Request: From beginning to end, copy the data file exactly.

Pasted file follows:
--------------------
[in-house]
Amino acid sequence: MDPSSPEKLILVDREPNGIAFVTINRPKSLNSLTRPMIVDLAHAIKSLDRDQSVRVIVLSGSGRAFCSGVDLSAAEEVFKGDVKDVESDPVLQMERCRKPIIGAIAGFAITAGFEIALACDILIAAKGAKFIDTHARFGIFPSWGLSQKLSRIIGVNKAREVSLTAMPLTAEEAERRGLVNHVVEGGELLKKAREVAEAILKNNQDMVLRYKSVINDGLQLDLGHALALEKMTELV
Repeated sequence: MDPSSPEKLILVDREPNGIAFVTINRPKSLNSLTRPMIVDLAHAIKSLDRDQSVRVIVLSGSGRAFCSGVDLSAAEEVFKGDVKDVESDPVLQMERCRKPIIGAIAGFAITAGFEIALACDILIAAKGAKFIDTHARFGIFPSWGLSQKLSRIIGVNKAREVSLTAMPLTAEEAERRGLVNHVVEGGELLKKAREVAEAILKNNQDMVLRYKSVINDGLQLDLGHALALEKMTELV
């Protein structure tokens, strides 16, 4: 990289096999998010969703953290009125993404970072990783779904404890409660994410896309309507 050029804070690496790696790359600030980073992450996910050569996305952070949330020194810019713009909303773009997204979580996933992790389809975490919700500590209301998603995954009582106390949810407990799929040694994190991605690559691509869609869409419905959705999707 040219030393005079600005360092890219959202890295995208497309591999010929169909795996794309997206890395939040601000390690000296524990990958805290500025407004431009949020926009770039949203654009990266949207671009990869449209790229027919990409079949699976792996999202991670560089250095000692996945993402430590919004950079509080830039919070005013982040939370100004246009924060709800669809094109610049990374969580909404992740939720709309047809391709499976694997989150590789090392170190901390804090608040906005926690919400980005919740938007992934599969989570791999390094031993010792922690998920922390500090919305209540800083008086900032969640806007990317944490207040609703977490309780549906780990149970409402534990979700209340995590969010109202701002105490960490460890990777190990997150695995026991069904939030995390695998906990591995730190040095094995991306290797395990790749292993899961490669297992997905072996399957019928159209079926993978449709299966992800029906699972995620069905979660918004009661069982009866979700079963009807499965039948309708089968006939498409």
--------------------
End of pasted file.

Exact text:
[in-house]
Amino acid sequence: MDPSSPEKLILVDREPNGIAFVTINRPKSLNSLTRPMIVDLAHAIKSLDRDQSVRVIVLSGSGRAFCSGVDLSAAEEVFKGDVKDVESDPVLQMERCRKPIIGAIAGFAITAGFEIALACDILIAAKGAKFIDTHARFGIFPSWGLSQKLSRIIGVNKAREVSLTAMPLTAEEAERRGLVNHVVEGGELLKKAREVAEAILKNNQDMVLRYKSVINDGLQLDLGHALALEKMTELV
Repeated sequence: MDPSSPEKLILVDREPNGIAFVTINRPKSLNSLTRPMIVDLAHAIKSLDRDQSVRVIVLSGSGRAFCSGVDLSAAEEVFKGDVKDVESDPVLQMERCRKPIIGAIAGFAITAGFEIALACDILIAAKGAKFIDTHARFGIFPSWGLSQKLSRIIGVNKAREVSLTAMPLTAEEAERRGLVNHVVEGGELLKKAREVAEAILKNNQDMVLRYKSVINDGLQLDLGHALALEKMTELV
């Protein structure tokens, strides 16, 4: 990289096999998010969703953290009125993404970072990783779904404890409660994410896309309507 050029804070690496790696790359600030980073992450996910050569996305952070949330020194810019713009909303773009997204979580996933992790389809975490919700500590209301998603995954009582106390949810407990799929040694994190991605690559691509869609869409419905959705999707 040219030393005079600005360092890219959202890295995208497309591999010929169909795996794309997206890395939040601000390690000296524990990958805290500025407004431009949020926009770039949203654009990266949207671009990869449209790229027919990409079949699976792996999202991670560089250095000692996945993402430590919004950079509080830039919070005013982040939370100004246009924060709800669809094109610049990374969580909404992740939720709309047809391709499976694997989150590789090392170190901390804090608040906005926690919400980005919740938007992934599969989570791999390094031993010792922690998920922390500090919305209540800083008086900032969640806007990317944490207040609703977490309780549906780990149970409402534990979700209340995590969010109202701002105490960490460890990777190990997150695995026991069904939030995390695998906990591995730190040095094995991306290797395990790749292993899961490669297992997905072996399957019928159209079926993978449709299966992800029906699972995620069905979660918004009661069982009866979700079963009807499965039948309708089968006939498409």